Now I’m Done Believing You

Homosexual Problems 34,36,40, original monotypes by Daniel Embree ©2010

Homosexual Problems 34,36,40, original monotypes by Daniel Embree ©2010

Boyd K. Packer’s words have caused me tremendous pain over the years. As a teenager, his rhetoric and false statements about homosexuality caused me to feel alone, isolated, fearful, hateful, shamed, and self-loathing. I believe his statements and the statements of other LDS authorities contributed significantly and directly to my many periods of depression and even suicidal thoughts. There were specific general conference talks that I read or heard from the pulpit that caused me extreme emotional turmoil. After hearing these talks, I would punish myself by imagining myself being violently beaten by baseball bats –all because of attractions I did not choose and could not change. These conference addresses also made it more difficult for me to accept myself and to pursue healthy relationships. Despite many Mormon’s protests to the contrary, those kinds of statements (recently repeated by Packer in General Conference) which indicate that homosexuality is chosen, alterable, and–more than anything–undesirable are dangerous and are not of God.

The fact that those messages are broadcast to millions of people across the globe is beyond unsettling and is what I call spiritual abuse. It is particularly disturbing knowing that young men and women–eleven, twelve, fourteen–are hearing that message and cannot properly understand it. They don’t have the capacity to separate the ideas of attractions and behavior–they know only that they are attracted to the same gender and that it is bad. And if God’s proclaimed spokesman asks, “Why would God do that to anyone?” imagine what that young person is thinking about himself.

Boyd K. Packer should be called out for his spiritually abusive words, but I have found that getting worked up about it doesn’t help me feel better. We cannot control the Mormon Church, but we can control what messages we hear and what messages we share. I believe the best way forward is to try to promote as best we can the message that homosexuality is not wrong and that same sex relationships are healthy and fulfilling. Stop listening to the Mormon authorities. Don’t give them attention. Don’t spread their message. Instead, lets turn our attention to hope and spread as much of that as we can to as many people as we can.

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5 thoughts on “Now I’m Done Believing You

  1. I'm so sorry you experienced that. I remember how awful, dirty, and worthless I felt on my mission after reading the talks he gave which were part of our mission packet. Honestly, I'm pretty much convinced that he's gay himself, and more than anything I feel sorry for him. It seems clear to me that he hates himself, and I feel sorry for him that he grew up in a time that made it impossible for him to ever accept himself for who he is. But that doesn't excuse his actions and words which have directly led to the suicides of countless LBGT Mormons. I know that his teachings were a huge part of my depression and near suicide attempts. In all this, the one comfort I take is that they're nervous. They respond to the protests against them and recognise that they're in trouble. They are just beginning to realise, I think, that the outside world will not respond to their homophobia, and that also the church is becoming increasing less willing to endure their bigotry and prejudice. If only they weren't so blinded by their own rhetoric and prejudice that they could see the pain and death they're causing, all for no reason at all.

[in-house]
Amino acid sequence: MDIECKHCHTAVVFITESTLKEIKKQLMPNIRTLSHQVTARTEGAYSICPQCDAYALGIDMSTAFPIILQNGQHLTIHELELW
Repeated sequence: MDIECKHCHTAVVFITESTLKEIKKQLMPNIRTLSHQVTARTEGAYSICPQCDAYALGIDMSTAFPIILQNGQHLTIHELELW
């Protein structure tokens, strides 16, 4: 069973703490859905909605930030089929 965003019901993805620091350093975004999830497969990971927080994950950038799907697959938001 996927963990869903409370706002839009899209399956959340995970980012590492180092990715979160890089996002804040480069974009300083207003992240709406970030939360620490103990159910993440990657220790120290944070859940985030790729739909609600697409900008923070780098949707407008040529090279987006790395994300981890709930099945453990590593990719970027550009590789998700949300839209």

2. Daniel, Elder Packer's statement was not that homosexuality was a sinful choice that could be avoided, but rather that homosexual BEHAVIOR was wrong and unacceptable to the Lord.You could've remained a member of the Church in good standing, even as an openly homosexual man. Alas, you yielded to the enticement of homosexual behavior. It was your BEHAVIOR, not your INCLINATIONS that separated you from the Church. You can rationalize that your behavior was inevitable or acceptable merely based on the fact that you were born like that. Unfortunately, there's no asterisk stating this in the scriptures.Nowadays anyone that doesn't accept homosexual SEX as acceptable behavior is branded a homophobe and viciously and hatefully harassed, ironically by the very segment of society that publicly extols the virtues of tolerance and love.Read this statement released by the Church, and think about how thoughtful, civil and loving the Church is, even in the face of antagonists who bear none of those attributes:http://beta-newsroom.lds.org/article/church-mormon-responds-to-human-rights-campaign-petition-same-sex-attraction

  3. Alpha,I did not yield to the enticement of homosexual behavior. I got married. In case you didn't know, it was a responsible, conscious choice that I made and that has brought me more joy and lasting deep fulfillment than I have ever before experienced.It was not my behavior that separated me from the Church, it was recognizing the harm Church has caused me and many others and choosing to leave.You would never refer to your marriage or to a friend's marriage as "enticing behavior." If you can't treat me with respect as a married man–talking to me as you would an equal–then please don't read or comment on my blog.

  4. And, Alpha, my most important point was that Packer made it clear that homosexuality was undesirable–and that does lead to young Mormons hating and hurting themselves. There is nothing more or less desirable about homosexuality, and homosexual people can be just as happy as anyone else wheither they are in a same sex relationship or not.Packer's speech was wrong and harmful, and it was not of God. Period.

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